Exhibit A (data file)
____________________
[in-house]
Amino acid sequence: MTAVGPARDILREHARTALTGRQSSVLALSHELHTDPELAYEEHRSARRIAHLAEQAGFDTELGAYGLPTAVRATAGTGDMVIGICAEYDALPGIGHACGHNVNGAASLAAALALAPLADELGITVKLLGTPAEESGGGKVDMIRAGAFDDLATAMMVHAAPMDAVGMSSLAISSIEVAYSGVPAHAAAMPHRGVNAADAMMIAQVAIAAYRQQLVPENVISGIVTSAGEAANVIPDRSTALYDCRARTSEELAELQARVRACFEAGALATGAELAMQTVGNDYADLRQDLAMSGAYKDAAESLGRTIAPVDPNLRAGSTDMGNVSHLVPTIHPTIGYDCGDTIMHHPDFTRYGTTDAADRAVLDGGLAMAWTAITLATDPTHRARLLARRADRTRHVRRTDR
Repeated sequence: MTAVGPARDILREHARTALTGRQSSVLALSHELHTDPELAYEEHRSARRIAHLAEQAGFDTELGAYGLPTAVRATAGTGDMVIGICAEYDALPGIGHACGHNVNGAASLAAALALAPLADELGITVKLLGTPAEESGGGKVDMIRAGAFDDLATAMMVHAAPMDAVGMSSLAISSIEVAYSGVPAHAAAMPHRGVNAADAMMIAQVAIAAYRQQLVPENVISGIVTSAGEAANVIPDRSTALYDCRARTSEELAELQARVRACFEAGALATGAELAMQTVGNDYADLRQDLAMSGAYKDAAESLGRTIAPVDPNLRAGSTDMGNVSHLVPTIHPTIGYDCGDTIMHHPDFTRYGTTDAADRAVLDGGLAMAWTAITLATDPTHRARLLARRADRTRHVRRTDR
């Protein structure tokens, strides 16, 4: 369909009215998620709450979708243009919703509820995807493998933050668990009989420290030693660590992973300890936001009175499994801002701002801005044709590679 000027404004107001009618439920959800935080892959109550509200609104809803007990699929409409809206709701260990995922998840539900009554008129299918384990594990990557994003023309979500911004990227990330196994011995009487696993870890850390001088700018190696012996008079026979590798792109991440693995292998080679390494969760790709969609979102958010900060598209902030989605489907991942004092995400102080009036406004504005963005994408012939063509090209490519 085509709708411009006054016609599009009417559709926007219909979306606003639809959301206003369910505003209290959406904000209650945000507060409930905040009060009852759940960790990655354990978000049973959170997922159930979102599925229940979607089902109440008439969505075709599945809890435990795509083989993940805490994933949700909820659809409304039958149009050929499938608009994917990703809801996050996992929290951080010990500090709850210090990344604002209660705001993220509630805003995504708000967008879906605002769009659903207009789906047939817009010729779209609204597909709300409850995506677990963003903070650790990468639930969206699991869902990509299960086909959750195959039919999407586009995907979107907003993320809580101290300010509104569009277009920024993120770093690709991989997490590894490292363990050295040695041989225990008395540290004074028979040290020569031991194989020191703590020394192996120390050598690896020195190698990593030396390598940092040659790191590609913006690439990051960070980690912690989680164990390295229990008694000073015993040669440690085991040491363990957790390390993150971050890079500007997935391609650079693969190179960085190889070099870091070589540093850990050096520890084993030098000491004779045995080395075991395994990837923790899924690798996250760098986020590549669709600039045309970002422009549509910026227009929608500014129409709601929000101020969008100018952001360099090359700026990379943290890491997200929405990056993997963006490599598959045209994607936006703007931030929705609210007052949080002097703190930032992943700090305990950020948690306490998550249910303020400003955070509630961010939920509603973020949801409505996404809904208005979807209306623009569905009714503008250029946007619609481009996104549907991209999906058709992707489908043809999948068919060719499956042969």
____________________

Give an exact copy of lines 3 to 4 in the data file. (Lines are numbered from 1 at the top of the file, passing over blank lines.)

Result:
Repeated sequence: MTAVGPARDILREHARTALTGRQSSVLALSHELHTDPELAYEEHRSARRIAHLAEQAGFDTELGAYGLPTAVRATAGTGDMVIGICAEYDALPGIGHACGHNVNGAASLAAALALAPLADELGITVKLLGTPAEESGGGKVDMIRAGAFDDLATAMMVHAAPMDAVGMSSLAISSIEVAYSGVPAHAAAMPHRGVNAADAMMIAQVAIAAYRQQLVPENVISGIVTSAGEAANVIPDRSTALYDCRARTSEELAELQARVRACFEAGALATGAELAMQTVGNDYADLRQDLAMSGAYKDAAESLGRTIAPVDPNLRAGSTDMGNVSHLVPTIHPTIGYDCGDTIMHHPDFTRYGTTDAADRAVLDGGLAMAWTAITLATDPTHRARLLARRADRTRHVRRTDR
């Protein structure tokens, strides 16, 4: 369909009215998620709450979708243009919703509820995807493998933050668990009989420290030693660590992973300890936001009175499994801002701002801005044709590679 000027404004107001009618439920959800935080892959109550509200609104809803007990699929409409809206709701260990995922998840539900009554008129299918384990594990990557994003023309979500911004990227990330196994011995009487696993870890850390001088700018190696012996008079026979590798792109991440693995292998080679390494969760790709969609979102958010900060598209902030989605489907991942004092995400102080009036406004504005963005994408012939063509090209490519 085509709708411009006054016609599009009417559709926007219909979306606003639809959301206003369910505003209290959406904000209650945000507060409930905040009060009852759940960790990655354990978000049973959170997922159930979102599925229940979607089902109440008439969505075709599945809890435990795509083989993940805490994933949700909820659809409304039958149009050929499938608009994917990703809801996050996992929290951080010990500090709850210090990344604002209660705001993220509630805003995504708000967008879906605002769009659903207009789906047939817009010729779209609204597909709300409850995506677990963003903070650790990468639930969206699991869902990509299960086909959750195959039919999407586009995907979107907003993320809580101290300010509104569009277009920024993120770093690709991989997490590894490292363990050295040695041989225990008395540290004074028979040290020569031991194989020191703590020394192996120390050598690896020195190698990593030396390598940092040659790191590609913006690439990051960070980690912690989680164990390295229990008694000073015993040669440690085991040491363990957790390390993150971050890079500007997935391609650079693969190179960085190889070099870091070589540093850990050096520890084993030098000491004779045995080395075991395994990837923790899924690798996250760098986020590549669709600039045309970002422009549509910026227009929608500014129409709601929000101020969008100018952001360099090359700026990379943290890491997200929405990056993997963006490599598959045209994607936006703007931030929705609210007052949080002097703190930032992943700090305990950020948690306490998550249910303020400003955070509630961010939920509603973020949801409505996404809904208005979807209306623009569905009714503008250029946007619609481009996104549907991209999906058709992707489908043809999948068919060719499956042969």